The first Adventist-owned medical center has opened in Romania, marking a key expansion of the church’s health-care system in underrepresented Europe and the fulfillment of a dream by church members who once rented a hall in the facility to worship on Sabbaths.
The 800,000 euro ($1 million) Premed medical center, located in a refurbished building recently acquired by the Adventist Church in Romania, is the first facility in the country’s capital, Bucharest, to offer a broad range of health-care services, including general medicine and family medicine, dentistry, psychological and spiritual counseling, rehabilitation, and preventative medicine such as stop smoking classes and healthy cooking lessons.
Marius Munteanu, president of the church in Romania, likened the medical center’s potential influence on Romania to Jesus’ parable of the tiny mustard seed that grew into a large tree in Matthew 13:31, 32.
“From its earliest days, the Seventh-day Adventist Church has served the needs of the soul as well as the needs of the body,” Munteanu said at the grand opening of the clinic in October. “Globally, we have one of the most substantial health-care networks, and we can give special thanks to God because now it also includes a clinic right here in Bucharest.”
The Adventist Church operates about 700 health-care facilities around the world, but only a few of them are located in Europe.
The new medical center has its roots in a small clinic opened by a team of American doctors in rented rooms in the same building in the early 1990s. The building stood in a neighborhood populated with many Adventist members but without an Adventist church.
In 2009, the Adventist members rented a hall in the building for Sabbath services and began to dream and pray that the Seventh-day Adventist Church could own the building and operated a medical center there, said Adrian Bocaneanu, the initiator of the project and the president of the Adventist church in Romania from 1995 to 2005.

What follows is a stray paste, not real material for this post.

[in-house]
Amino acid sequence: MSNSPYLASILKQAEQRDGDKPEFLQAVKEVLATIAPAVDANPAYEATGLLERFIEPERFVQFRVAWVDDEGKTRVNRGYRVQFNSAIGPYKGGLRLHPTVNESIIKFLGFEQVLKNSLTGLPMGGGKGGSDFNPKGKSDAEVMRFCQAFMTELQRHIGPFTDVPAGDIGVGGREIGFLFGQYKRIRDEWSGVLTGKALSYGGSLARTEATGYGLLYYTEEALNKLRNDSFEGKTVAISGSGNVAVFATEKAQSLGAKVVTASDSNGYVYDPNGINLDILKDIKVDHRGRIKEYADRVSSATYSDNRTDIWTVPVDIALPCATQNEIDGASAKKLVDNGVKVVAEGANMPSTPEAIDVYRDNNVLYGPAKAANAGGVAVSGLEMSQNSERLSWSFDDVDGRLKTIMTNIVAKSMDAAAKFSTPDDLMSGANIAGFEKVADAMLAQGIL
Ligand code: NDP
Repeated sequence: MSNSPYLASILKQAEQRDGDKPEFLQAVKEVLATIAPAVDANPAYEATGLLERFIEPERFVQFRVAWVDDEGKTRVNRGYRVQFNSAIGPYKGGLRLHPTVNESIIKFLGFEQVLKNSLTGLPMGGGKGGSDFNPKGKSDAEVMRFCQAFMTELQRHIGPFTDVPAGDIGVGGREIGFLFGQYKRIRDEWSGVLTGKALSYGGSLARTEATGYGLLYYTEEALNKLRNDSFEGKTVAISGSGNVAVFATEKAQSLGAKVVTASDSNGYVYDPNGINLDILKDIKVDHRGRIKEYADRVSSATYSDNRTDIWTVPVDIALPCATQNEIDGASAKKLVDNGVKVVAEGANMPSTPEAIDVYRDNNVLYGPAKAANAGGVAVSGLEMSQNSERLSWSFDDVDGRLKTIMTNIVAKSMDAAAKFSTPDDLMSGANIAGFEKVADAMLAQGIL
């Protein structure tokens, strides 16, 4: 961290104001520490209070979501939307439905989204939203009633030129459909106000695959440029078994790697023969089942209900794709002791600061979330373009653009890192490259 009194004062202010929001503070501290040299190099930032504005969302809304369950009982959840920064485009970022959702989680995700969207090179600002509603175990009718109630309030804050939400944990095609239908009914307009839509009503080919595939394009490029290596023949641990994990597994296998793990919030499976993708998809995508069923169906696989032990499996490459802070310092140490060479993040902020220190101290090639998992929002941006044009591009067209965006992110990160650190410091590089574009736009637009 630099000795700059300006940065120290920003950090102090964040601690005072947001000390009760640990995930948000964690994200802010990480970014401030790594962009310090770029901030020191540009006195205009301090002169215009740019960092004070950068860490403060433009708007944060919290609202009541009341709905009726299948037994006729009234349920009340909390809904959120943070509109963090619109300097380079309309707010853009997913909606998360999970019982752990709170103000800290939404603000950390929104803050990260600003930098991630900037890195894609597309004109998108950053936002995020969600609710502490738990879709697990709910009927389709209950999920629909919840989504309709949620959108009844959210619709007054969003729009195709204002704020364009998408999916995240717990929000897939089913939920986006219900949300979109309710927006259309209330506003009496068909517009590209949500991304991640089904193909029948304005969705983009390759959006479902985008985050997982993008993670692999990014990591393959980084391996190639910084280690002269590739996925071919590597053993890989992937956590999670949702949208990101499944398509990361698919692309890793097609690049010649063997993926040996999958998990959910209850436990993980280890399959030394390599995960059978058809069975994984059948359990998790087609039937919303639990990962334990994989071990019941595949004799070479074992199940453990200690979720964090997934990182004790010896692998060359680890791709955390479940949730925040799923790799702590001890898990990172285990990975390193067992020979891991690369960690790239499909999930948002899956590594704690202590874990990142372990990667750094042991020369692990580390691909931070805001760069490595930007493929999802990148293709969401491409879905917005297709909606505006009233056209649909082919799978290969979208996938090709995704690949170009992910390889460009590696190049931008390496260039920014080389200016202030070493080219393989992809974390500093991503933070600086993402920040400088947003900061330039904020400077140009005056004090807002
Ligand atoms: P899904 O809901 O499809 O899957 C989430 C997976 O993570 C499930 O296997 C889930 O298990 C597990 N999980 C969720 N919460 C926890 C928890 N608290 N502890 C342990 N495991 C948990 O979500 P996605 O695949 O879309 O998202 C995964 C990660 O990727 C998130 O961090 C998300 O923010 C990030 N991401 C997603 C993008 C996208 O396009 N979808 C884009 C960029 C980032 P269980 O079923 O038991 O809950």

“This is how everything started: with prayers and high hopes, it started taking shape,” Bocaneanu said.
The medical center is desperately needed in Bucharest, especially because of its focus on preventative medicine, said George Pirlitu, president of the church’s Muntenia Conference, which includes Bucharest.
“With this investment, we not only want to bring together professionals from various medical fields, but we especially want to offer the people of Bucharest a medical center focused on prevention and education on how to adopt a healthy lifestyle,” he said. “For many years we have been organizing nutrition classes and health expos. We must continue providing these services on a permanent basis as the demand and urgency keep growing.”
The 800,000 euro price tag for the medical center was covered by the Inter-European Division, the Romanian Union Conference, the Muntenia Conference, the PopaTatu church in Bucharest, and a private donor.
The medical center covers 2,500 square meters (26,910 square feet) and has a medical staff of 15.
Bernd Quoss, manager of the Adventist-operated Waldfriede Hospital in Berlin, applauded the opening of the medical center as an important step for both Romania and the Adventist Church health system in Europe.
“This is significant because, unlike in the United States, in Europe we unfortunately have only a few health-care facilities,” he said.
He promised that his hospital, which has been open for more than 90 years, would assist the new medical center as it gets off the ground.
Inter-European Division, Oct. 29, 2014: “Romania: The First Adventist Medical Center in Bucharest”